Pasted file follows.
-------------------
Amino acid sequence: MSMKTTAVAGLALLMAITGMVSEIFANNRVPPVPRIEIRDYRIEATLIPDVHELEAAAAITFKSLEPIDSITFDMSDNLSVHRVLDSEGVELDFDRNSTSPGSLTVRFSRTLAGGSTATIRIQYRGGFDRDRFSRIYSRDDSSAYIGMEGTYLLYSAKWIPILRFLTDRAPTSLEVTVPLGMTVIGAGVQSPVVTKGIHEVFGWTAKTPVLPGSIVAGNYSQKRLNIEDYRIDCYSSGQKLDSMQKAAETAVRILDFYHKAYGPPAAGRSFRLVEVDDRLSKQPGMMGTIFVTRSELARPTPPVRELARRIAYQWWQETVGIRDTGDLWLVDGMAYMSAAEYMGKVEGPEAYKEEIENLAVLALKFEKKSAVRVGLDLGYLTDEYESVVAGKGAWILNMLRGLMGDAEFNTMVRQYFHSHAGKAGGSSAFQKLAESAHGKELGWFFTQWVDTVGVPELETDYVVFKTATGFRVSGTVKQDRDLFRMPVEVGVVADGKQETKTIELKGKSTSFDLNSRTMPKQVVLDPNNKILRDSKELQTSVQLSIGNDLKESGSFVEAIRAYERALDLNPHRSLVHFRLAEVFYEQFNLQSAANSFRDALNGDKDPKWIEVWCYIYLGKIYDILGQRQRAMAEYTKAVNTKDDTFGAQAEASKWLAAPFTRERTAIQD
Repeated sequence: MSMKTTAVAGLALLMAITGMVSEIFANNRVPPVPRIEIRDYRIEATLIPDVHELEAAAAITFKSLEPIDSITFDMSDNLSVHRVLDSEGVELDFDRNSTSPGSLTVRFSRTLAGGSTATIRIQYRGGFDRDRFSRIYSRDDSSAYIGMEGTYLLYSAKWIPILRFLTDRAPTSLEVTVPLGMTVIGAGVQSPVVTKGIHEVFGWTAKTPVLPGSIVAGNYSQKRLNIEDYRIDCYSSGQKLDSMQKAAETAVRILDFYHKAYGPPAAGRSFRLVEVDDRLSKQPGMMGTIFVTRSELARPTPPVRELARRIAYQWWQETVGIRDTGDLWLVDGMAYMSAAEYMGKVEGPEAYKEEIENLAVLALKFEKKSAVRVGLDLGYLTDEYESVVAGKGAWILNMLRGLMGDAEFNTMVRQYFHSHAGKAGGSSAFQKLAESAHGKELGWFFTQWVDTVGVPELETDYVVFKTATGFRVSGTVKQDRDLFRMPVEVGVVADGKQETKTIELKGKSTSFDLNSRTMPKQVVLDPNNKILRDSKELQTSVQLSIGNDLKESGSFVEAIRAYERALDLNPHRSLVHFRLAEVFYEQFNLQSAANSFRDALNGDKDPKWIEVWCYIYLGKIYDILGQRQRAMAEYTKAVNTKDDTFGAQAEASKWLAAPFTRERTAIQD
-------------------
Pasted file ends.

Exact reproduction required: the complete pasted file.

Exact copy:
Amino acid sequence: MSMKTTAVAGLALLMAITGMVSEIFANNRVPPVPRIEIRDYRIEATLIPDVHELEAAAAITFKSLEPIDSITFDMSDNLSVHRVLDSEGVELDFDRNSTSPGSLTVRFSRTLAGGSTATIRIQYRGGFDRDRFSRIYSRDDSSAYIGMEGTYLLYSAKWIPILRFLTDRAPTSLEVTVPLGMTVIGAGVQSPVVTKGIHEVFGWTAKTPVLPGSIVAGNYSQKRLNIEDYRIDCYSSGQKLDSMQKAAETAVRILDFYHKAYGPPAAGRSFRLVEVDDRLSKQPGMMGTIFVTRSELARPTPPVRELARRIAYQWWQETVGIRDTGDLWLVDGMAYMSAAEYMGKVEGPEAYKEEIENLAVLALKFEKKSAVRVGLDLGYLTDEYESVVAGKGAWILNMLRGLMGDAEFNTMVRQYFHSHAGKAGGSSAFQKLAESAHGKELGWFFTQWVDTVGVPELETDYVVFKTATGFRVSGTVKQDRDLFRMPVEVGVVADGKQETKTIELKGKSTSFDLNSRTMPKQVVLDPNNKILRDSKELQTSVQLSIGNDLKESGSFVEAIRAYERALDLNPHRSLVHFRLAEVFYEQFNLQSAANSFRDALNGDKDPKWIEVWCYIYLGKIYDILGQRQRAMAEYTKAVNTKDDTFGAQAEASKWLAAPFTRERTAIQD
Repeated sequence: MSMKTTAVAGLALLMAITGMVSEIFANNRVPPVPRIEIRDYRIEATLIPDVHELEAAAAITFKSLEPIDSITFDMSDNLSVHRVLDSEGVELDFDRNSTSPGSLTVRFSRTLAGGSTATIRIQYRGGFDRDRFSRIYSRDDSSAYIGMEGTYLLYSAKWIPILRFLTDRAPTSLEVTVPLGMTVIGAGVQSPVVTKGIHEVFGWTAKTPVLPGSIVAGNYSQKRLNIEDYRIDCYSSGQKLDSMQKAAETAVRILDFYHKAYGPPAAGRSFRLVEVDDRLSKQPGMMGTIFVTRSELARPTPPVRELARRIAYQWWQETVGIRDTGDLWLVDGMAYMSAAEYMGKVEGPEAYKEEIENLAVLALKFEKKSAVRVGLDLGYLTDEYESVVAGKGAWILNMLRGLMGDAEFNTMVRQYFHSHAGKAGGSSAFQKLAESAHGKELGWFFTQWVDTVGVPELETDYVVFKTATGFRVSGTVKQDRDLFRMPVEVGVVADGKQETKTIELKGKSTSFDLNSRTMPKQVVLDPNNKILRDSKELQTSVQLSIGNDLKESGSFVEAIRAYERALDLNPHRSLVHFRLAEVFYEQFNLQSAANSFRDALNGDKDPKWIEVWCYIYLGKIYDILGQRQRAMAEYTKAVNTKDDTFGAQAEASKWLAAPFTRERTAIQD